Through valid justifications, marketers can provide additional reasons to customers for choosing their solution. For example, if someone is interested in your service or product and they are offered something additional that they weren’t expecting that improves their experience with your offering, this might be enough to convert them into a customer.
At this stage, marketers have the vital role of addressing potential concerns about the product to clarify any doubts and strengthen the brand’s image. By doing this effectively, you are able to lock in a purchase from the end user and move them into the post-purchase stages of the funnel.
The adoption stage refers mostly to the on-boarding process of your customer after they have invested in your product/service. After-sales service is critical for augmenting a brand’s image and creating a loyal customer base.
A rocky start to this stage means that all the trust you have built in the initial stages of your funnel might be for nothing, so being on top of what is your customer needs and delivering that is of utmost importance here.
Enticing leads to buy from you is a huge achievement, but marketers aim to retain these buyers by strengthening communication through various mediums. This is done by keeping track of consumers and ensuring that they have a positive experience with your product and service.
In turn, this allows you to promote authenticity in your brand and promotes a positive image to your customers, which can produce brand loyalty and advocacy down the track.
If a product or service meets all the customer’s expectations and a strong post-purchase process is in place, customers will more than likely become repeat buyers. Marketers should then target these customers to up-sell high-end products and cross-sell complementary products.
Valuable add-on’s, upgrades or additional services are just some examples of what you could offer an audience that already trusts your core offering and might deliver further value than they first expected when engaging with your business.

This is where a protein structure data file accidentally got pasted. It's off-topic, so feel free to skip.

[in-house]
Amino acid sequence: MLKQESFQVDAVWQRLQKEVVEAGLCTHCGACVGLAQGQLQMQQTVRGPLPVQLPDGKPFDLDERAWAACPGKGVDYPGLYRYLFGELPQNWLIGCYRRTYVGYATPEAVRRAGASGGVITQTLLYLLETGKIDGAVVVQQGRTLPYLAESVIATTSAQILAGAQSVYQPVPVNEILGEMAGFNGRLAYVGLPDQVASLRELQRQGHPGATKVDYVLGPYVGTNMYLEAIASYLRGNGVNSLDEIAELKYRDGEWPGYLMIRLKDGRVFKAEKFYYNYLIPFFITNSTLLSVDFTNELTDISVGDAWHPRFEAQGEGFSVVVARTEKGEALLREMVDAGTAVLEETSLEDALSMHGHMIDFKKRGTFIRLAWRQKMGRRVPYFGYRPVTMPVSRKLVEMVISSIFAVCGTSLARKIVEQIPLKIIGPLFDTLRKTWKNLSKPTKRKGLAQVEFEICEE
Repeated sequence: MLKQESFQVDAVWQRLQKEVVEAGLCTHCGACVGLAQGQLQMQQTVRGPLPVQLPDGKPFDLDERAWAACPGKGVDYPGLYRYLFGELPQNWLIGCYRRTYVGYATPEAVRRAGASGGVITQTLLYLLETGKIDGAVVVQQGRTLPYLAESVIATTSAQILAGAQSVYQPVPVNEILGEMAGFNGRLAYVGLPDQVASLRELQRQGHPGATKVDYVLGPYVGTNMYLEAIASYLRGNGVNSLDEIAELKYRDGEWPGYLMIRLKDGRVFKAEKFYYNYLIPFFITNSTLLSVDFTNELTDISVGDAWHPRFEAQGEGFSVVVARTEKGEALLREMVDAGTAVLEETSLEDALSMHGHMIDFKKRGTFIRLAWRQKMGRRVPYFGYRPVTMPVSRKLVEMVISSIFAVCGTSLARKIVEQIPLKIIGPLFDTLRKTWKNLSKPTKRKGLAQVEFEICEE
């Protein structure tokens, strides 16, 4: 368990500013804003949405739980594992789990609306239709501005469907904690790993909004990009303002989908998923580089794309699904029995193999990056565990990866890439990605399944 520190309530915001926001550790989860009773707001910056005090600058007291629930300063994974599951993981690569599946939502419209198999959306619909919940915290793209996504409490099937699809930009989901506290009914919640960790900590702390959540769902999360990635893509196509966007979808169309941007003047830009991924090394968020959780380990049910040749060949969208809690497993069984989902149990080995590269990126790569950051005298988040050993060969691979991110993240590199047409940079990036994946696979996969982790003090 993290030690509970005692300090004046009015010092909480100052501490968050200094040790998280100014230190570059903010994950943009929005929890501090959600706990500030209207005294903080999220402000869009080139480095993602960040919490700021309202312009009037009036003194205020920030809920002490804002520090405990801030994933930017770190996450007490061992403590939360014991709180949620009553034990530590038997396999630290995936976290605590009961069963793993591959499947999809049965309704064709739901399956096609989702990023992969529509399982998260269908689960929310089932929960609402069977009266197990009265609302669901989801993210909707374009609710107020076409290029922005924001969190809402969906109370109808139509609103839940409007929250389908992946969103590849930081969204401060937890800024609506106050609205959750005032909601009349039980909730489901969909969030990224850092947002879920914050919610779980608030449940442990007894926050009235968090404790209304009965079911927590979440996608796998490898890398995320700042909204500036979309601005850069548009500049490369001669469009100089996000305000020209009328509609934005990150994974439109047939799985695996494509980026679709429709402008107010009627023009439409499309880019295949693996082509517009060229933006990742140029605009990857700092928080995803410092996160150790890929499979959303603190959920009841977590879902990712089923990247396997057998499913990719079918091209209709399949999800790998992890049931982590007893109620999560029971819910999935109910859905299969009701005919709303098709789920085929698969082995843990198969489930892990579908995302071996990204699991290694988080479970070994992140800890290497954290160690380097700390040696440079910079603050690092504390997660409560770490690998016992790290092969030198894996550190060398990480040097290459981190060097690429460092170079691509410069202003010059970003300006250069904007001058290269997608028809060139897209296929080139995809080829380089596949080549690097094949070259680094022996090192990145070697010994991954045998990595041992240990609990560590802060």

A satisfied customer who feels that a brand stands by its promises pre and past purchase may end up becoming an advocate. Simply put, they spread your brand message and their positive experience through word of mouth, online reviews, forums, etc.
This serves to not only enhance your brand reputation, but also has a positive impact on your bottom line, which is what all businesses are trying to consolidate. Customers who are now advocating your business should receive the VIP treatment in whatever way you can and be encouraged to continually spread the word about your product or service for years to come.
Adopting the modern marketing funnel is vital for a business’s success as it puts all the concerns and shortcomings of the traditional funnel to rest. The AIDA model accounts for a customer’s journey from a macro standpoint, whereas the contemporary funnel has a micro approach and looks at each step of a customer’s life cycle.
Additionally, the contemporary digital marketing funnel makes room for post-purchase services that lead to customer retention and brand advocacy which in turn, can improve the way in which you nurture leads going forward.